Shortlists for the Inaugural Penguin Prize for African Writing
Penguin Books South Africa is delighted to announce the shortlists for the inaugural Penguin Prize for African Writing.
Having received approximately 250 submissions in the fiction category and 50 in the non-fiction category from countries all over Africa, Penguin Books South Africa is pleased to announce the names of the shortlisted authors for the inaugural Penguin Prize for African Writing. This award seeks to highlight the diverse writing talent on the African continent and make new African fiction and non-fiction available to a wider readership.
The shortlisted authors for the Penguin Prize for African Writing are:
Ellen Aaku (Zambia)
Moraa Gitaa (Kenya)
Chika Ezeanya (Nigeria)
Shubnum Khan (South Africa)
Isabella Morris (South Africa)
Mũkoma wa Ngũgĩ (Kenya)
Pius Adesanmi (Nigeria)
Andrew Barlow (South Africa)
Ruth Carneson (South Africa)
Ahmed Mortiar (South Africa)
Tanure Ojaide (Nigeria)
Anli Serfontein (South Africa)
Tebogo Tlharipe (South Africa)
These manuscripts have been sent to the judges and the winners will be announced on Saturday 4 September 2010 at the Mail and Guardian Literary Festival. The prize in each category will be R50 000 and a publishing contract with Penguin Books South Africa, with worldwide distribution via Penguin Group companies.
About the judges
Kole Omotoso was born in Nigeria in 1943. After studying in Nigeria, he obtained a doctorate on contemporary Arabic prose and dramatic writing at the University of Edinburgh. From 2001, he has been a professor in the Drama Department at Stellenbosch University, and is currently the director of the Africa Diaspora Research Group based in Johannesburg. In 2009, he was a judge for the Commonwealth Writers’ Prize Africa Region and was the keynote speaker on the festival’s opening night. He is the author of the classic historical narrative The Combat, first published in 1972 and republished in the Penguin Modern Classics series, as well as one short story collection, two plays, three books of literary criticism and several academic articles, novels and historical narratives.
Harry Garuba is the head of department and associate professor in the Centre for African Studies at the University of Cape Town. His teaching interests include: African Literature, Postcolonial Theory and Criticism, African Modernities, and Intellectuals/Intellectual Traditions of African Nationalist Writing. In addition to being an academic, he is an author and poet, and with an active interest in African and postcolonial literatures, has been a member of the editorial advisory board of the Heinemann African Writers Series.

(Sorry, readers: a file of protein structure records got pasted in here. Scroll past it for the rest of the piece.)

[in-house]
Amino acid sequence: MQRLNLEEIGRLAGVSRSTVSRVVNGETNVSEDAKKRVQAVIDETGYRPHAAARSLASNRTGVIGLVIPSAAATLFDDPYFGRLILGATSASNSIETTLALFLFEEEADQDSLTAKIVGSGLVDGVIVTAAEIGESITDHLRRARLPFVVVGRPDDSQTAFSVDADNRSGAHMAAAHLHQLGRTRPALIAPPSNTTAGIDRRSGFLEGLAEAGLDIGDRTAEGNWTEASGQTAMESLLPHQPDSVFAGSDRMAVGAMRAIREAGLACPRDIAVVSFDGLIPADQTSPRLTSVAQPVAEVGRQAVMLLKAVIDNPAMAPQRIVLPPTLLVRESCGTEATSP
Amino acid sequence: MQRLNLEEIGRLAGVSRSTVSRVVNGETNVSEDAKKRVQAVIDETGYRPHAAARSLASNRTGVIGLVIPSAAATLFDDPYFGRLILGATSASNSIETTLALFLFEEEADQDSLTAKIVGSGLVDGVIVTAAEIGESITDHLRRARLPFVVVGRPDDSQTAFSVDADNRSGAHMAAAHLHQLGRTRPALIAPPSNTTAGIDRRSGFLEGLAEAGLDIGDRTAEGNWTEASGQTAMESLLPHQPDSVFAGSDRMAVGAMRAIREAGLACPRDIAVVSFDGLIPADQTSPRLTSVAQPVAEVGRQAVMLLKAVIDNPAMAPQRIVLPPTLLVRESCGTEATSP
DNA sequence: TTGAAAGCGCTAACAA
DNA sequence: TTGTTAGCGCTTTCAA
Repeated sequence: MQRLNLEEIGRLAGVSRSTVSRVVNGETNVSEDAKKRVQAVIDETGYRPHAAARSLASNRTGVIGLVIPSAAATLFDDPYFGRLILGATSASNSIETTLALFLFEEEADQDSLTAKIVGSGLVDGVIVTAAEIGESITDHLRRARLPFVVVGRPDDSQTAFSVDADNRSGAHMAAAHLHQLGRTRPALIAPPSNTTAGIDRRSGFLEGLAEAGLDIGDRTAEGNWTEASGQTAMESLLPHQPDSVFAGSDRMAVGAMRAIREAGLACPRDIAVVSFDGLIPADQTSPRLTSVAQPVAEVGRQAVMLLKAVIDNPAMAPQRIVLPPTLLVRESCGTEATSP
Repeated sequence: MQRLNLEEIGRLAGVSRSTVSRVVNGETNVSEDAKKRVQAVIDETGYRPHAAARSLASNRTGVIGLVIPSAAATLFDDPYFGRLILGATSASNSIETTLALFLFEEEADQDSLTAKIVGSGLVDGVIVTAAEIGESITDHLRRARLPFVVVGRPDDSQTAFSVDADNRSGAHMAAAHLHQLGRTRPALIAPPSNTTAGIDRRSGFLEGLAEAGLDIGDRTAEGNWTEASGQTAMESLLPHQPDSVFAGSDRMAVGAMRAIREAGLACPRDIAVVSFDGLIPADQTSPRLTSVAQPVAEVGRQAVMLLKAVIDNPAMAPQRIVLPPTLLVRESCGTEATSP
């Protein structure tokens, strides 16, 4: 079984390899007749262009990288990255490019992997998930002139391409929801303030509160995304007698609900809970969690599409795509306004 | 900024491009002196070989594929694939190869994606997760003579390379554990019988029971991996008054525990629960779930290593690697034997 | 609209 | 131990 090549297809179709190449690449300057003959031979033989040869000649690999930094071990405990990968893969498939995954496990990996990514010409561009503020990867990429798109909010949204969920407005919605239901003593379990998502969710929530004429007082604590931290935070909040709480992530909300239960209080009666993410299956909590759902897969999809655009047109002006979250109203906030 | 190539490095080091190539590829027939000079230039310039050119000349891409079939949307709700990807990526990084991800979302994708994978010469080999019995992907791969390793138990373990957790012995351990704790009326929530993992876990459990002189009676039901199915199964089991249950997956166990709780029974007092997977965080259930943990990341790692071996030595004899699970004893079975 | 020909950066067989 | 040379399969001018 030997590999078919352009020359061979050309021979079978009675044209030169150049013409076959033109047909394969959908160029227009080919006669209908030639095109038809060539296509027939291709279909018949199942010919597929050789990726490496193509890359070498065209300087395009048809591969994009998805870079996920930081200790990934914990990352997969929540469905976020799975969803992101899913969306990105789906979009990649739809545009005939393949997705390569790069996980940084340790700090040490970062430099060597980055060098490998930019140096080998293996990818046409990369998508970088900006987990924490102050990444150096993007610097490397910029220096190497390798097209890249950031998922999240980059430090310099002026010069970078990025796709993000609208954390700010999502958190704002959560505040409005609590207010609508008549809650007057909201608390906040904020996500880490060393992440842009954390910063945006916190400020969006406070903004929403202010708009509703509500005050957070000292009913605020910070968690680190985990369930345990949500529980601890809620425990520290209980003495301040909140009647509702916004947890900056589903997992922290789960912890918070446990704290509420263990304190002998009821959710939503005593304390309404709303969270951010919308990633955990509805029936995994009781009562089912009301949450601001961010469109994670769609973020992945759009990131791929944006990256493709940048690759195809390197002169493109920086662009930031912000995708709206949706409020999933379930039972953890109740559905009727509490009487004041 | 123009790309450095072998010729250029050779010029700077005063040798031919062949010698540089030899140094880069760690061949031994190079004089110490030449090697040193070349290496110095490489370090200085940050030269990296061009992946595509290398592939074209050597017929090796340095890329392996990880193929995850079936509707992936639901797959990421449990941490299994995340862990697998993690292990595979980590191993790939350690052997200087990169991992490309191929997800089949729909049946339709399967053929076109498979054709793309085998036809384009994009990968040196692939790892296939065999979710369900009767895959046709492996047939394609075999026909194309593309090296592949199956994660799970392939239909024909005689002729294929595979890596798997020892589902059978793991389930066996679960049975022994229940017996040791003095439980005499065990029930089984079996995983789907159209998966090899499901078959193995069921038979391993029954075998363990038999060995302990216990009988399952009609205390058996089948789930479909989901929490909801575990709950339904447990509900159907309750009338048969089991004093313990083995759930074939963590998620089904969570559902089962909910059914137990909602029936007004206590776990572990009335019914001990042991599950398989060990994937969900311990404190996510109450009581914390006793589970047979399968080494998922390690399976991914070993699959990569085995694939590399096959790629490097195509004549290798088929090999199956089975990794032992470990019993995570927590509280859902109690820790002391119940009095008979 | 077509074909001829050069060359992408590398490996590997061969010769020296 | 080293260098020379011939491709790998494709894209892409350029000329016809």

Elinor Sisulu was born in Zimbabwe. She studied in her home country as well as in Senegal and the Netherlands. As an academic researcher for the Ministry of Labour in Zimbabwe in the early eighties, she published studies of women’s work and development assistance in Zimbabwe. This included a major study for NORAD that was later published by SAPES in a book entitled Women in Zimbabwe. From 1987 to 1990 she worked for the International Labour Organisation on assistance programmes for the ANC, PAC and SWAPO. In 1991, Elinor moved to Johannesburg and until 1998, worked as a freelance writer and editor, and as assistant Editor for SPEAK, a black feminist publication.
Her children’s book, The Day Gogo Went to Vote, a story about a child accompanying her grandmother to vote in the 1994 elections, won numerous awards, including the African Studies Association of America Best Children’s Book Award, and has been translated into 6 major South African languages. Her biography of Walter and Albertina Sisulu, Walter and Albertina Sisulu: In Our Lifetime, was published in 2002 and was runner up in the Sunday Times Alan Paton Award, and was awarded the NOMA Award for most outstanding book published in Africa in 2003. Elinor Sisulu is currently advising on projects on democracy and human rights in Zimbabwe.
Redi Direko was born in Soweto, Johannesburg. She studied for her first degree in Journalism and Communications, and English Literature at post-graduate level in Johannesburg. She has been a broadcast journalist for 11 years, having worked in both television and radio. She began her career as a reporter for Network Radio News and then Kaya FM, a Gauteng radio station. She went on to present a variety of programmes for the SABC and its Africa channel, where she interviewed people such as Thabo Mbeki, Tony Blair, Colin Powell, Archbishop Desmond Tutu and Nelson Mandela. She was the senior news anchor at eTV’s 24th satellite news channel, and has been a columnist for Fairlady magazine. She is currently the presenter of the Redi Direko Show on Talk Radio 702 and 567 Cape Talk and writes a weekly socio-political column for the Sowetan newspaper, while studying for her Master’s in Literature.
Nic Dawes has worked for the Mail & Guardian from 2004. Dawes joined the newspaper as associate editor from ThisDay newspaper. As an investigative and political reporter with editing duties, he was part of the team that broke the story linking police chief Jackie Selebi to the underworld networks surrounding Brett Kebble, and also contributed extensive news and analysis on politics and economic policy. He is now the editor-in-chief of the Mail & Guardian weekly, and Mail & Guardian Online.
Jonathan Jansen is honorary professor of education at the University of the Witwatersrand and Scholar-in-Residence at the Oprah Winfrey Leadership Academy for Girls in Johannesburg. He has worked as a high school science teacher and served as the dean of education at the University of Pretoria from 2001-2007. He obtained his MS in science education at Cornell University and his PhD from Stanford University as a Fulbright Scholar, and is widely regarded as one of the top researchers in the field of education.